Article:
Mediation has been defined (legal definition) as the attempt to settle a legal dispute through active participation of a third party (mediator) who works to find points of agreement and make those in conflict agree on a fair result. Basically, this is correct. Whether mediation is held before actually commencing a lawsuit or after, this is a great vehicle to find common ground and compromise. Clients often find the process a bit intimidating. Drawing from experience, clients are sometimes upset, as they often feel attacked by overzealous defense attorneys. Caution! Mediation is often our initial opportunity to hear how the other side views your case and would defend the cause of action if it was to proceed to trial. A skilled trial attorney will warn their clients prior to mediation that they can anticipate the defense lawyer will address every last weakness or perceived issue with the case/claim in their opening statement.
In mediation you generally have the plaintiff attorney, plaintiff (injured party), defense attorney (hired by the insurance company) and the adjuster for the insurance company. We can call label such individuals as the “interested parties” as they all have an interest in the outcome of the mediation and the case itself. The only disinterested party is the mediator. The mediator is usually an attorney that has many years of experience in dealing with the legal issues on either the plaintiff, defense or even both sides throughout their respective legal career. They have basically heard it all. Thus, it is rare that a set of facts is unique to the mediator. Mediators come in all shapes and sizes. They range from being effective in moving a case towards resolution and actively working both sides in such effort to playing little role whatsoever. An effective mediator will have their calendar full for two months out and make a very good living in actively resolving legal disputes others problems. From experience, an ineffective mediator is always available and for good reason.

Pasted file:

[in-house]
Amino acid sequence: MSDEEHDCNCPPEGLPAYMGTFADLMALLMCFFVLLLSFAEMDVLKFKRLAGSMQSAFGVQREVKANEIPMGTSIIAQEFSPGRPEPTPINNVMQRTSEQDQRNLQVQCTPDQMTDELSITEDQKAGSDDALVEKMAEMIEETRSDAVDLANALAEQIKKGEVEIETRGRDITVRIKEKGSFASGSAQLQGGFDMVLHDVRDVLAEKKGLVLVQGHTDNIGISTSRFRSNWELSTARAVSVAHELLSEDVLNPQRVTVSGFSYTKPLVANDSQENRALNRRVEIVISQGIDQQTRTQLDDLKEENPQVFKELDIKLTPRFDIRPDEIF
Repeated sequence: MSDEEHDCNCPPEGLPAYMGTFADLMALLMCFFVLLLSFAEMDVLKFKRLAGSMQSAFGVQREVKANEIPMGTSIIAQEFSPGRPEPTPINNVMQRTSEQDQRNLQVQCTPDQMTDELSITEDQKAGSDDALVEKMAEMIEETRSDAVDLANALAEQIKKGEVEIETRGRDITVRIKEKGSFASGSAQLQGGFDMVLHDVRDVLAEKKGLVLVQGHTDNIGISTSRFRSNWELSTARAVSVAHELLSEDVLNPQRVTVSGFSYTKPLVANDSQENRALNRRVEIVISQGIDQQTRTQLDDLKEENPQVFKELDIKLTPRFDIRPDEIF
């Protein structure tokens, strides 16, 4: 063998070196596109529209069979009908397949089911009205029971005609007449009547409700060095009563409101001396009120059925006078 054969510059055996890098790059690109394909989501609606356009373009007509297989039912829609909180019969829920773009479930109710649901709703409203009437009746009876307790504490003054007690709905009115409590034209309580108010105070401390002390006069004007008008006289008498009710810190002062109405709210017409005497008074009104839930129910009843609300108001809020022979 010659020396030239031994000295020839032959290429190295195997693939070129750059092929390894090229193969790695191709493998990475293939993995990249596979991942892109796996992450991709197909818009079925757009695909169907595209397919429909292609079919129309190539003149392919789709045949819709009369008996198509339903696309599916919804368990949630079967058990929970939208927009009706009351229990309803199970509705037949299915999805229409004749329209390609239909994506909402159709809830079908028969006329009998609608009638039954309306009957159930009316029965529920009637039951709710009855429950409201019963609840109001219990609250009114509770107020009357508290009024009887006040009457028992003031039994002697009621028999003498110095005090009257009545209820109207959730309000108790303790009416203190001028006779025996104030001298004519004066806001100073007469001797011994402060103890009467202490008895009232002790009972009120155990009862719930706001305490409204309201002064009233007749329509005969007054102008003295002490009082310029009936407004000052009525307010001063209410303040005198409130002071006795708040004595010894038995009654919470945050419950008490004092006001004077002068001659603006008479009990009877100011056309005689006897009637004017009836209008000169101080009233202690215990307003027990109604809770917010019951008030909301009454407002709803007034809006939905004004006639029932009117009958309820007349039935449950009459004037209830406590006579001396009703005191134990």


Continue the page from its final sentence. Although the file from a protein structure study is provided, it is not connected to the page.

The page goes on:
At the beginning of the mediation the plaintiff attorney will make an opening statement. Sometimes bells and whistles are added in the form of demonstrative aids, (i.e., videos, charts, power point presentations, etc..) to illustrate the injuries the victim has suffered from or lay witnesses who may be testifying at trial. The threat of moving past mediation and setting the case for trial play a huge role in whether the case resolves at mediation or shortly thereafter. Without the potential of a case advancing to trial and the threat of such looming over the insurance carrier; the applicable insurance carrier will rarely offer or come to terms with paying the realistic value (i.e, “mediation value”) of the claim. If the adjuster is aware that the particular plaintiff lawyer has not tried a case to verdict or does not actively litigate their cases, they know they are getting off cheap. I use the words “mediation value” as a settlement is truly a compromise by all interested parties to the case. In a successful mediation, both sides will depart feeling a bit slighted. The insurance adjuster will feel they paid too much and the plaintiff will often feel that they did not receive enough compensation. This is just the nature of the beast. It’s a small price you pay for not leaving the outcome of your case in the hands of the jury…unless the case is just that good that you have no qualms placing your trust in a jury and the benefit outweighs the risk. In such cases mediation is merely a formality that courts require before setting your case for trial.
Dolman Law Group
800 North Belcher Road
Clearwater, FL 33765